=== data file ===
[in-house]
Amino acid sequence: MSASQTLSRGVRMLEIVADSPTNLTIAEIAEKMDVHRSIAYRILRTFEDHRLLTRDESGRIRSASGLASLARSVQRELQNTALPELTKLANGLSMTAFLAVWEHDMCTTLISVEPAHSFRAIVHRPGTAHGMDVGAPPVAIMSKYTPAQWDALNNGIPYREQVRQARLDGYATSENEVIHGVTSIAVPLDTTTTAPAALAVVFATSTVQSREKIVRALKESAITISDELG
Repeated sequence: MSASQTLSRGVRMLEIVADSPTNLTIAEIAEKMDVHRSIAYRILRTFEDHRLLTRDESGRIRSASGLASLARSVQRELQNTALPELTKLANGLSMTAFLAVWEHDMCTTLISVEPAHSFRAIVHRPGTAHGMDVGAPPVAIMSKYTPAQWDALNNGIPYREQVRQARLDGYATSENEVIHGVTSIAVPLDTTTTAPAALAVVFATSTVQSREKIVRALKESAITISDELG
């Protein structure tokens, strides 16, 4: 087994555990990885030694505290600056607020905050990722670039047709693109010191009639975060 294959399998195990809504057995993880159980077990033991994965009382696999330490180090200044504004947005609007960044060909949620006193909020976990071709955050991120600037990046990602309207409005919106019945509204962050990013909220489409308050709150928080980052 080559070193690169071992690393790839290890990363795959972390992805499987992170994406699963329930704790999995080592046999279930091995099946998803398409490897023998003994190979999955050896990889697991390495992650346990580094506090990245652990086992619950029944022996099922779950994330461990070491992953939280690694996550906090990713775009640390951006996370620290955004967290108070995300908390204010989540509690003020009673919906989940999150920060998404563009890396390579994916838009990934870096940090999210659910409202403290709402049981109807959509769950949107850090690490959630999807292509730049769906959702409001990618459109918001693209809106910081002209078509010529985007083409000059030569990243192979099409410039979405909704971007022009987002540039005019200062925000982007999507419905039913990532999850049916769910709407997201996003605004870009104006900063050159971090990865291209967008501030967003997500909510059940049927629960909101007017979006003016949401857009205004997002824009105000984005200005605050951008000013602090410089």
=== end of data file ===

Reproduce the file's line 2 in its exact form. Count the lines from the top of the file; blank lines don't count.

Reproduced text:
Amino acid sequence: MSASQTLSRGVRMLEIVADSPTNLTIAEIAEKMDVHRSIAYRILRTFEDHRLLTRDESGRIRSASGLASLARSVQRELQNTALPELTKLANGLSMTAFLAVWEHDMCTTLISVEPAHSFRAIVHRPGTAHGMDVGAPPVAIMSKYTPAQWDALNNGIPYREQVRQARLDGYATSENEVIHGVTSIAVPLDTTTTAPAALAVVFATSTVQSREKIVRALKESAITISDELG